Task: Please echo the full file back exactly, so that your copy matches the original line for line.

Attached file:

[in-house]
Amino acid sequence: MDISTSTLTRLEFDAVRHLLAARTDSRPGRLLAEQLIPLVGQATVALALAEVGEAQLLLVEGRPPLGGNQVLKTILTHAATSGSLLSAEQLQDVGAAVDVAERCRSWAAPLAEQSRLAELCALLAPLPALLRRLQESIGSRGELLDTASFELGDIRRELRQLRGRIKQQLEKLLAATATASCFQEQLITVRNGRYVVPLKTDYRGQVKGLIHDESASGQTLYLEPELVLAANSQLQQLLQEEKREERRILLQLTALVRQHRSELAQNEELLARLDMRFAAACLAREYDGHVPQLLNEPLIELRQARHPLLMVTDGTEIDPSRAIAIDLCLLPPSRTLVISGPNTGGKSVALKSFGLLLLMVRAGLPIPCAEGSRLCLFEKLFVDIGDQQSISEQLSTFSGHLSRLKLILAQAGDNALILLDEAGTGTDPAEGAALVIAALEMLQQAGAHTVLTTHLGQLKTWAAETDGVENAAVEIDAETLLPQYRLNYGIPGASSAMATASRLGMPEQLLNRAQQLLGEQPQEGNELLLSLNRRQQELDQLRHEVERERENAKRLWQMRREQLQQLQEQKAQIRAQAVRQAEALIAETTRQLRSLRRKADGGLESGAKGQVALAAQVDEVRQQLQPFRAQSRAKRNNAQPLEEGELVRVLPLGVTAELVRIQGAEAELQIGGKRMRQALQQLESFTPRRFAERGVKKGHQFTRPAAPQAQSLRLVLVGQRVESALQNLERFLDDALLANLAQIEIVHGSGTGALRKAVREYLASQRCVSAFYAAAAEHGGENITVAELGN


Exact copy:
[in-house]
Amino acid sequence: MDISTSTLTRLEFDAVRHLLAARTDSRPGRLLAEQLIPLVGQATVALALAEVGEAQLLLVEGRPPLGGNQVLKTILTHAATSGSLLSAEQLQDVGAAVDVAERCRSWAAPLAEQSRLAELCALLAPLPALLRRLQESIGSRGELLDTASFELGDIRRELRQLRGRIKQQLEKLLAATATASCFQEQLITVRNGRYVVPLKTDYRGQVKGLIHDESASGQTLYLEPELVLAANSQLQQLLQEEKREERRILLQLTALVRQHRSELAQNEELLARLDMRFAAACLAREYDGHVPQLLNEPLIELRQARHPLLMVTDGTEIDPSRAIAIDLCLLPPSRTLVISGPNTGGKSVALKSFGLLLLMVRAGLPIPCAEGSRLCLFEKLFVDIGDQQSISEQLSTFSGHLSRLKLILAQAGDNALILLDEAGTGTDPAEGAALVIAALEMLQQAGAHTVLTTHLGQLKTWAAETDGVENAAVEIDAETLLPQYRLNYGIPGASSAMATASRLGMPEQLLNRAQQLLGEQPQEGNELLLSLNRRQQELDQLRHEVERERENAKRLWQMRREQLQQLQEQKAQIRAQAVRQAEALIAETTRQLRSLRRKADGGLESGAKGQVALAAQVDEVRQQLQPFRAQSRAKRNNAQPLEEGELVRVLPLGVTAELVRIQGAEAELQIGGKRMRQALQQLESFTPRRFAERGVKKGHQFTRPAAPQAQSLRLVLVGQRVESALQNLERFLDDALLANLAQIEIVHGSGTGALRKAVREYLASQRCVSAFYAAAAEHGGENITVAELGN